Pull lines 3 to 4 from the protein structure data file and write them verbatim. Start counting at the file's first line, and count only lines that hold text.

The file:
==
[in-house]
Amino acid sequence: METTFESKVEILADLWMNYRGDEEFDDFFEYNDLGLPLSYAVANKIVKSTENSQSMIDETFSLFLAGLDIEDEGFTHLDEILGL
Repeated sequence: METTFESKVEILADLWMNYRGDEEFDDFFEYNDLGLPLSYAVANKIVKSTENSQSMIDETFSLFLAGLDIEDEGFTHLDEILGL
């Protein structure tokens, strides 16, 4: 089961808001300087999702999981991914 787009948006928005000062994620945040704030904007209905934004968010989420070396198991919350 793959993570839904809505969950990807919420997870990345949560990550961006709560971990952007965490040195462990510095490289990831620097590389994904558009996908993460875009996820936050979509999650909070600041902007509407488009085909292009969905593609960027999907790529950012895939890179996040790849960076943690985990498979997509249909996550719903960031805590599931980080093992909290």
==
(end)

Repeated sequence: METTFESKVEILADLWMNYRGDEEFDDFFEYNDLGLPLSYAVANKIVKSTENSQSMIDETFSLFLAGLDIEDEGFTHLDEILGL
């Protein structure tokens, strides 16, 4: 089961808001300087999702999981991914 787009948006928005000062994620945040704030904007209905934004968010989420070396198991919350 793959993570839904809505969950990807919420997870990345949560990550961006709560971990952007965490040195462990510095490289990831620097590389994904558009996908993460875009996820936050979509999650909070600041902007509407488009085909292009969905593609960027999907790529950012895939890179996040790849960076943690985990498979997509249909996550719903960031805590599931980080093992909290």